Chess grandmaster Viktor Korchnoi, who defected from Russia to the West in 1976, has died in Switzerland aged 85.
Born in 1931 in what is now St Petersburg, Korchnoi survived the siege of Leningrad during World War Two and is seen as one of the best players never to be World Champion.
He was a four-time USSR champion and ranked number one in the world in 1965.
However, he became convinced he had to leave the Soviet Union after being banned from playing internationally.
He played three matches against Soviet rival Anatoly Karpov, losing the 1974 final of the Candidates Tournament – which determines the challenger to play the world champion.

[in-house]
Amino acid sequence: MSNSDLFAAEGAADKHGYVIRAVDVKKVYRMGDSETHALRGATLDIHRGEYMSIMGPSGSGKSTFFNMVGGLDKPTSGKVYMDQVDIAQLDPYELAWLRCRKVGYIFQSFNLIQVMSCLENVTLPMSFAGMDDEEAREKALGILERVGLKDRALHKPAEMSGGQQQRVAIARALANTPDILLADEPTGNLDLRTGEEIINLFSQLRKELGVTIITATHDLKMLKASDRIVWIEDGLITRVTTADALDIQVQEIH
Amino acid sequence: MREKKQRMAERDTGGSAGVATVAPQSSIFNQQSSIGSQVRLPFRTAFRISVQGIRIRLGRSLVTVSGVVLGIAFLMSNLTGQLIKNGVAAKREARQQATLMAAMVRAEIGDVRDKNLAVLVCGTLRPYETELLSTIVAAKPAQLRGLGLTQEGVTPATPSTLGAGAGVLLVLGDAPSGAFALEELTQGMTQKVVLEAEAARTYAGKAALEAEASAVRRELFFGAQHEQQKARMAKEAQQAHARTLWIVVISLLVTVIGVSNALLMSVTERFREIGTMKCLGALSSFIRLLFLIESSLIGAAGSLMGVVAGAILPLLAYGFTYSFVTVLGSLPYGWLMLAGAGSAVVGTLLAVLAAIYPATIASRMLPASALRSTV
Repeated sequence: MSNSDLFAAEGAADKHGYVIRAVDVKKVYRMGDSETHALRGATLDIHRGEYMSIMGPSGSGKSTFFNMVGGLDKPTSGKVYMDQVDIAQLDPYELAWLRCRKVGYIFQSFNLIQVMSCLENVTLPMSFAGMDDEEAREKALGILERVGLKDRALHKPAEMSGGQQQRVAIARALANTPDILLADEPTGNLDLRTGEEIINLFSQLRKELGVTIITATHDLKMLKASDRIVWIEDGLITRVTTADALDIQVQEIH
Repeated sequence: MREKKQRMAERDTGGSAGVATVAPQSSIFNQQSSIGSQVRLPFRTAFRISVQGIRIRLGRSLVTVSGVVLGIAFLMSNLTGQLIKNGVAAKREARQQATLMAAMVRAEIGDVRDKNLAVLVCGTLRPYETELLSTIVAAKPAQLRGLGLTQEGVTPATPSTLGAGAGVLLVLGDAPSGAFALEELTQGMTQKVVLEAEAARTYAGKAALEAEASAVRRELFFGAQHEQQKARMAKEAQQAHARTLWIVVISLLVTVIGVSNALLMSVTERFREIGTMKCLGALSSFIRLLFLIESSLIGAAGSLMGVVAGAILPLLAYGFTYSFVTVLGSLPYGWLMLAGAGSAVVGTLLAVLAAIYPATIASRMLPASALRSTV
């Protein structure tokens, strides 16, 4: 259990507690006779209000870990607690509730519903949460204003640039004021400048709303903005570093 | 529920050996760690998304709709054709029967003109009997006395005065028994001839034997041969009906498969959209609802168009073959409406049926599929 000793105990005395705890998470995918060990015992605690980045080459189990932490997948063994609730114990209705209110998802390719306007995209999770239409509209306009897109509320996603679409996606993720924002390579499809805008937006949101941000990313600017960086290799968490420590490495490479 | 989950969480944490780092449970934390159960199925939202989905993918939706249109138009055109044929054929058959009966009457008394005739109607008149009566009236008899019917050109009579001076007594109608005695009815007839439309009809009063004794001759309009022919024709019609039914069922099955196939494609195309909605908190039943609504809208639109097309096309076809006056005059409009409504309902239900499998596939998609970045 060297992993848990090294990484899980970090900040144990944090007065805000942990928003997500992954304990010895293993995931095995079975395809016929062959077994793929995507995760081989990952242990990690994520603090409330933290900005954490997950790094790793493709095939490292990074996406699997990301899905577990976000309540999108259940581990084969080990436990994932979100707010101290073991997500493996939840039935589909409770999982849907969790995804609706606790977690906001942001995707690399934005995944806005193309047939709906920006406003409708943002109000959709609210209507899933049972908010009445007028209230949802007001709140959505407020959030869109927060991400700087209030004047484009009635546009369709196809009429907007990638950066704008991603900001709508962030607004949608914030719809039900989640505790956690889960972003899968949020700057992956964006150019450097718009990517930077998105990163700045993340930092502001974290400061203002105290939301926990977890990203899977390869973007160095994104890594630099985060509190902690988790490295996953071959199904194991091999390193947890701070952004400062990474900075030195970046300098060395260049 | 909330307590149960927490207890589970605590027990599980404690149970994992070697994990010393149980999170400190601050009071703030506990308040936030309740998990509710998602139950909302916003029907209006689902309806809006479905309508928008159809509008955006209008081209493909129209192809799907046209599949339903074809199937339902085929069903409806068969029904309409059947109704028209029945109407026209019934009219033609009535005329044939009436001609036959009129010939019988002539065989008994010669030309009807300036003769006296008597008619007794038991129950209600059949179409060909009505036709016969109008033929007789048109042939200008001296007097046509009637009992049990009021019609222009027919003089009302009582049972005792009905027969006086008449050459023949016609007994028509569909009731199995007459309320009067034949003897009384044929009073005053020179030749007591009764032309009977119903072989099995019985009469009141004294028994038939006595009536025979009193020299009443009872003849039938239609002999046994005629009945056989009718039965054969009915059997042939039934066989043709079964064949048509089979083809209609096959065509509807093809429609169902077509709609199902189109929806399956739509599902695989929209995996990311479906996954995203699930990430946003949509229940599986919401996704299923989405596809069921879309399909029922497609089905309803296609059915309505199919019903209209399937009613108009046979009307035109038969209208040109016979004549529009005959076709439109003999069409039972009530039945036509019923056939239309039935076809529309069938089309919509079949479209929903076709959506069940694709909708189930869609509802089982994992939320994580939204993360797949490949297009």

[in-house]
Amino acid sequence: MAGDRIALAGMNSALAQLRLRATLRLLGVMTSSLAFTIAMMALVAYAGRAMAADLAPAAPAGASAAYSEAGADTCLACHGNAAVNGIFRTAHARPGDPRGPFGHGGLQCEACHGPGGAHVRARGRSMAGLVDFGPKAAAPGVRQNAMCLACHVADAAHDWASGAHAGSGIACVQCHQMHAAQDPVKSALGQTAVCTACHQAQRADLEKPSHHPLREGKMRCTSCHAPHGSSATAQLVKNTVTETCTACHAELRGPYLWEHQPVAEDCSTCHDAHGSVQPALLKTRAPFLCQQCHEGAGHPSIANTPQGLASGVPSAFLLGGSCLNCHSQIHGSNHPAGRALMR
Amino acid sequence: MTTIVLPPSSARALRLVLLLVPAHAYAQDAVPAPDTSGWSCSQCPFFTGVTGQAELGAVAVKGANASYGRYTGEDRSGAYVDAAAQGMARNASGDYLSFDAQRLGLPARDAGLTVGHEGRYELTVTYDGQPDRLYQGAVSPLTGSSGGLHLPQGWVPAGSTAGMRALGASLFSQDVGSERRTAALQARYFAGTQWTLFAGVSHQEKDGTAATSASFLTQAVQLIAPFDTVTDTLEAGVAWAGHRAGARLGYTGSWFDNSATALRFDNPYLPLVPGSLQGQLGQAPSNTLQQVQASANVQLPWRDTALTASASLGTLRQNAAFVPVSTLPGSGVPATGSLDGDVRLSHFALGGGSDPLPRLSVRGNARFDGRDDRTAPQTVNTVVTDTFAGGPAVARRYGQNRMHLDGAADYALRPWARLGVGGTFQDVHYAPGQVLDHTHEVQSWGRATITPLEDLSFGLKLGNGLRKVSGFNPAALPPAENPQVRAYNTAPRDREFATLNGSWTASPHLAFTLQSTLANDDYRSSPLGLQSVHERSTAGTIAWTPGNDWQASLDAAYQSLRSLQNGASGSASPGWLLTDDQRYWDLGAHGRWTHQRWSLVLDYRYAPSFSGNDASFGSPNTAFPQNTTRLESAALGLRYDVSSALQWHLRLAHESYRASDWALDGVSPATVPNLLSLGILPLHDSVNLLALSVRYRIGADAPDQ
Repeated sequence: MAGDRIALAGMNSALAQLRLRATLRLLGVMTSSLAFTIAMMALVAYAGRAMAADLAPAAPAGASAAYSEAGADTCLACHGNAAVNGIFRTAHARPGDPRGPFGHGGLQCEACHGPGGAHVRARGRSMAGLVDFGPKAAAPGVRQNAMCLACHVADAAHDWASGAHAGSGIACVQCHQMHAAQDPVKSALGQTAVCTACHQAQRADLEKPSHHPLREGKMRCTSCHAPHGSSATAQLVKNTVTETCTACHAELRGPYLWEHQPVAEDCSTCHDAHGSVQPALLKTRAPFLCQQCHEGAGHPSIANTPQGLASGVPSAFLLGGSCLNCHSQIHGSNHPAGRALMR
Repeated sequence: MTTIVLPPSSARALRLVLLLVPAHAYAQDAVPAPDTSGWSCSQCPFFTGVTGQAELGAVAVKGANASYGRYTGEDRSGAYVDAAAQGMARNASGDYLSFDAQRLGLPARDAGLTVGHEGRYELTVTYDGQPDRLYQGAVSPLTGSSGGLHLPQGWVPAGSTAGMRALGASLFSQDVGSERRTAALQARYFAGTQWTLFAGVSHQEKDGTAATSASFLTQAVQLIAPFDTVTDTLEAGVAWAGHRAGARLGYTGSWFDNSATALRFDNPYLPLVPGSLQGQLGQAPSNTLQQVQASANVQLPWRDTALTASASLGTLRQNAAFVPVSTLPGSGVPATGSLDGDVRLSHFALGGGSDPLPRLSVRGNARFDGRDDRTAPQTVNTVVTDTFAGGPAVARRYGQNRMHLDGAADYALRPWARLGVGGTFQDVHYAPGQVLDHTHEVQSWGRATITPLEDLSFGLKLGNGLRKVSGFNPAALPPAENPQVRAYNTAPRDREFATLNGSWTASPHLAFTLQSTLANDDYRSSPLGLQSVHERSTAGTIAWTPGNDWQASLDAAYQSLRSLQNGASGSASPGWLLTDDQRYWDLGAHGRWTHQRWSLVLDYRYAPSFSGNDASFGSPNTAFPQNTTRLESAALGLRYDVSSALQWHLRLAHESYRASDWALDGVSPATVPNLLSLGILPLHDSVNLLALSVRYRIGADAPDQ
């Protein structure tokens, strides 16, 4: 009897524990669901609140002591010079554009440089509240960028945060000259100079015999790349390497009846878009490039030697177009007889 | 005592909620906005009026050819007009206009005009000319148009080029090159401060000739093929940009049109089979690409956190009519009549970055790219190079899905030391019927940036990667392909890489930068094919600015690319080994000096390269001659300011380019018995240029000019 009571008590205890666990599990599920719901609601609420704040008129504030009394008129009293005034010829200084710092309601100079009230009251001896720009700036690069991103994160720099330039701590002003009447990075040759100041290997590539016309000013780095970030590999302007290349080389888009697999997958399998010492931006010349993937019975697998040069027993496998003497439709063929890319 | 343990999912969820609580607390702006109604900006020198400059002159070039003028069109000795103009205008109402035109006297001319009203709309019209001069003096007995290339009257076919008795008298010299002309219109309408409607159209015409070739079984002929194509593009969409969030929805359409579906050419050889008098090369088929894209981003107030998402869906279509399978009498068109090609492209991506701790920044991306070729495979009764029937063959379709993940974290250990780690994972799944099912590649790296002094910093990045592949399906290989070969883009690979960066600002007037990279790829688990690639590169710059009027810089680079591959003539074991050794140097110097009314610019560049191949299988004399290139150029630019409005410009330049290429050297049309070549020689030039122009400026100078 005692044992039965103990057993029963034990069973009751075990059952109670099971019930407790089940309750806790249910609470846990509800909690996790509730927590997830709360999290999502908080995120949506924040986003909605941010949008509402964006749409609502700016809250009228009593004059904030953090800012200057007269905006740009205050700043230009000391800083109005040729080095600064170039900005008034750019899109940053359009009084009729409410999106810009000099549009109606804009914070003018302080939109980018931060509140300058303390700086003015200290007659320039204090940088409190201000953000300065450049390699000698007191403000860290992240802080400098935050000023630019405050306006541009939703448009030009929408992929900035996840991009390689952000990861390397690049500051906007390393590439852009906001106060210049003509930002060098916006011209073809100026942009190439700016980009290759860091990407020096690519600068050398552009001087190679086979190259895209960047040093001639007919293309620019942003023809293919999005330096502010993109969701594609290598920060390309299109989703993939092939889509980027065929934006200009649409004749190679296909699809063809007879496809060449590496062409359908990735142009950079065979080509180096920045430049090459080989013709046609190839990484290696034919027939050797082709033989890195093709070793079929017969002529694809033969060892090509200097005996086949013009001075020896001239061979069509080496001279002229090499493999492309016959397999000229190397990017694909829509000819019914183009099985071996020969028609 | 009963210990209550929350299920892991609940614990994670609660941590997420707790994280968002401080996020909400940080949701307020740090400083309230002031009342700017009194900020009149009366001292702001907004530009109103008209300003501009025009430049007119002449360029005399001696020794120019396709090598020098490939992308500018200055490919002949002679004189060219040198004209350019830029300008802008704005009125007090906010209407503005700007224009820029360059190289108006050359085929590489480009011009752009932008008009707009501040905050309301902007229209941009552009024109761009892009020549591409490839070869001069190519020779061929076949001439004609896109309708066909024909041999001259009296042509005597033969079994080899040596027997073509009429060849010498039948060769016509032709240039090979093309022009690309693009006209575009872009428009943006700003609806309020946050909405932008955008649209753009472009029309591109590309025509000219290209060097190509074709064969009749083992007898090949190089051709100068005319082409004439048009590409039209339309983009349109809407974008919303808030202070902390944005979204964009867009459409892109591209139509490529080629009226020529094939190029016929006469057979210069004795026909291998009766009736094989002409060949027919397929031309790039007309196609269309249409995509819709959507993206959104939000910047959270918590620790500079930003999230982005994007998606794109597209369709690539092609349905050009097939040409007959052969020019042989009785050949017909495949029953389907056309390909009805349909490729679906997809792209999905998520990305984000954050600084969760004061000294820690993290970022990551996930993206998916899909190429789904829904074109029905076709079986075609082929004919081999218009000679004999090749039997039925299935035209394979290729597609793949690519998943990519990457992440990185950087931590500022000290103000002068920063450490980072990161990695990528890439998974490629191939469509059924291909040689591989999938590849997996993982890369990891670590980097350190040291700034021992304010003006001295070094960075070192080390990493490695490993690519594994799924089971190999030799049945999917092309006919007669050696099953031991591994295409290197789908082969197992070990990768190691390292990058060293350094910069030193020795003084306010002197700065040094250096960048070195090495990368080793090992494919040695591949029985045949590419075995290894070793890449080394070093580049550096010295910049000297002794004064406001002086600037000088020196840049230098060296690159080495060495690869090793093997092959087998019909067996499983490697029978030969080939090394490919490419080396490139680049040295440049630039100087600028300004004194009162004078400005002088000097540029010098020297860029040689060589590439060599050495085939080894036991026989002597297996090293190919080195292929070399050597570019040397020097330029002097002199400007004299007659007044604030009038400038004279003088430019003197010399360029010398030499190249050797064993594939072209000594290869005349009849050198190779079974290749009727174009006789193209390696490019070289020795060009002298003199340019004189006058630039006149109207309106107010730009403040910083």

Mr Karpov became world champion in 1975 after the American Bobby Fischer refused to defend his title.
Korchnoi was then allowed by the Soviet authorities to compete internationally again the following year and sought political asylum in the Netherlands after a tournament there.
He later progressed to the World Championship final in 1978 and 1981, but lost to Mr Karpov on both occasions.
Korchnoi continued playing chess well into old age.
He was the oldest active chess grandmaster on the international tournament circuit for many years and won the World Senior Chess Championship in 2006.